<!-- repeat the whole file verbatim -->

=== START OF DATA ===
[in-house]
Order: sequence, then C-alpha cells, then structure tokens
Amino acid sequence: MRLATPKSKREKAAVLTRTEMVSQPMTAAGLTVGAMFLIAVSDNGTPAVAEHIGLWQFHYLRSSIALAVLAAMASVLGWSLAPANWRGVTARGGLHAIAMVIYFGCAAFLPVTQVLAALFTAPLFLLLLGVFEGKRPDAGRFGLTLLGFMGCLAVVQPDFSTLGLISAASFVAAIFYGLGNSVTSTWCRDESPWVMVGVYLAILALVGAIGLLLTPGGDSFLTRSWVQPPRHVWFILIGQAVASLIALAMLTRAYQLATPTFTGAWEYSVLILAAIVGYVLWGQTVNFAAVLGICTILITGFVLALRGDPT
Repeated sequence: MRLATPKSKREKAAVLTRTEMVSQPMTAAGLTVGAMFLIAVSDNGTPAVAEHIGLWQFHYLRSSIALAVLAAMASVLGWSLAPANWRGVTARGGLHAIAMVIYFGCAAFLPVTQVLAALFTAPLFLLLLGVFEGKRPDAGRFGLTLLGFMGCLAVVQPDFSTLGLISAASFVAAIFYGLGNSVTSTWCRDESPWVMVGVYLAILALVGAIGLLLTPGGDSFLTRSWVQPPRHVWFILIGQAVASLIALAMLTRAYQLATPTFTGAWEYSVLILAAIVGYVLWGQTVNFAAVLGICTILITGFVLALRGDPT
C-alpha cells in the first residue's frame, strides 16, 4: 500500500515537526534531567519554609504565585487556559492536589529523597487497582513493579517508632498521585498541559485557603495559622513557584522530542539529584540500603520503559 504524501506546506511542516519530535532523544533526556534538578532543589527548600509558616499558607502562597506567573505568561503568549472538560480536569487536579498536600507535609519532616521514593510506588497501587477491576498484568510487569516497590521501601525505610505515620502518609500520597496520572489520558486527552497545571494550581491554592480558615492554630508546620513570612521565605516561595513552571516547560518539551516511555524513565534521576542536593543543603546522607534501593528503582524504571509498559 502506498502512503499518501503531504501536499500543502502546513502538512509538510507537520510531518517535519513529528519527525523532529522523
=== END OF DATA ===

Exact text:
[in-house]
Order: sequence, then C-alpha cells, then structure tokens
Amino acid sequence: MRLATPKSKREKAAVLTRTEMVSQPMTAAGLTVGAMFLIAVSDNGTPAVAEHIGLWQFHYLRSSIALAVLAAMASVLGWSLAPANWRGVTARGGLHAIAMVIYFGCAAFLPVTQVLAALFTAPLFLLLLGVFEGKRPDAGRFGLTLLGFMGCLAVVQPDFSTLGLISAASFVAAIFYGLGNSVTSTWCRDESPWVMVGVYLAILALVGAIGLLLTPGGDSFLTRSWVQPPRHVWFILIGQAVASLIALAMLTRAYQLATPTFTGAWEYSVLILAAIVGYVLWGQTVNFAAVLGICTILITGFVLALRGDPT
Repeated sequence: MRLATPKSKREKAAVLTRTEMVSQPMTAAGLTVGAMFLIAVSDNGTPAVAEHIGLWQFHYLRSSIALAVLAAMASVLGWSLAPANWRGVTARGGLHAIAMVIYFGCAAFLPVTQVLAALFTAPLFLLLLGVFEGKRPDAGRFGLTLLGFMGCLAVVQPDFSTLGLISAASFVAAIFYGLGNSVTSTWCRDESPWVMVGVYLAILALVGAIGLLLTPGGDSFLTRSWVQPPRHVWFILIGQAVASLIALAMLTRAYQLATPTFTGAWEYSVLILAAIVGYVLWGQTVNFAAVLGICTILITGFVLALRGDPT
C-alpha cells in the first residue's frame, strides 16, 4: 500500500515537526534531567519554609504565585487556559492536589529523597487497582513493579517508632498521585498541559485557603495559622513557584522530542539529584540500603520503559 504524501506546506511542516519530535532523544533526556534538578532543589527548600509558616499558607502562597506567573505568561503568549472538560480536569487536579498536600507535609519532616521514593510506588497501587477491576498484568510487569516497590521501601525505610505515620502518609500520597496520572489520558486527552497545571494550581491554592480558615492554630508546620513570612521565605516561595513552571516547560518539551516511555524513565534521576542536593543543603546522607534501593528503582524504571509498559 502506498502512503499518501503531504501536499500543502502546513502538512509538510507537520510531518517535519513529528519527525523532529522523